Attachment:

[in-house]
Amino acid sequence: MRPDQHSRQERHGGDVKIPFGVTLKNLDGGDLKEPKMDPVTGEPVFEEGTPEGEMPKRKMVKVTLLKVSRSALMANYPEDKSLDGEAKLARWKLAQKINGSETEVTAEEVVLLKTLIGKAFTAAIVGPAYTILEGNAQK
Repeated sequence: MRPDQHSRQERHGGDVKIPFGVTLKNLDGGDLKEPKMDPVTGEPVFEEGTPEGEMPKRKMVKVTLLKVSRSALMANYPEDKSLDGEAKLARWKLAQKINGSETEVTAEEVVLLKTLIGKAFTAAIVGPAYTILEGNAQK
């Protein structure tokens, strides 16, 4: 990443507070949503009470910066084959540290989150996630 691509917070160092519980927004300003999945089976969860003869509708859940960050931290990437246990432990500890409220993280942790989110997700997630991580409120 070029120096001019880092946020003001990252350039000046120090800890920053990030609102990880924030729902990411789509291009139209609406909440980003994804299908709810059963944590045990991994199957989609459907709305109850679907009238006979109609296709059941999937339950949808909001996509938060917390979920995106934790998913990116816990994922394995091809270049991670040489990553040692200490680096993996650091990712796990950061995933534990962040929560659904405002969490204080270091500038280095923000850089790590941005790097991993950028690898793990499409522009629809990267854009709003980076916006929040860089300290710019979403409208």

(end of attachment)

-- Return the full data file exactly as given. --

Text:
[in-house]
Amino acid sequence: MRPDQHSRQERHGGDVKIPFGVTLKNLDGGDLKEPKMDPVTGEPVFEEGTPEGEMPKRKMVKVTLLKVSRSALMANYPEDKSLDGEAKLARWKLAQKINGSETEVTAEEVVLLKTLIGKAFTAAIVGPAYTILEGNAQK
Repeated sequence: MRPDQHSRQERHGGDVKIPFGVTLKNLDGGDLKEPKMDPVTGEPVFEEGTPEGEMPKRKMVKVTLLKVSRSALMANYPEDKSLDGEAKLARWKLAQKINGSETEVTAEEVVLLKTLIGKAFTAAIVGPAYTILEGNAQK
């Protein structure tokens, strides 16, 4: 990443507070949503009470910066084959540290989150996630 691509917070160092519980927004300003999945089976969860003869509708859940960050931290990437246990432990500890409220993280942790989110997700997630991580409120 070029120096001019880092946020003001990252350039000046120090800890920053990030609102990880924030729902990411789509291009139209609406909440980003994804299908709810059963944590045990991994199957989609459907709305109850679907009238006979109609296709059941999937339950949808909001996509938060917390979920995106934790998913990116816990994922394995091809270049991670040489990553040692200490680096993996650091990712796990950061995933534990962040929560659904405002969490204080270091500038280095923000850089790590941005790097991993950028690898793990499409522009629809990267854009709003980076916006929040860089300290710019979403409208």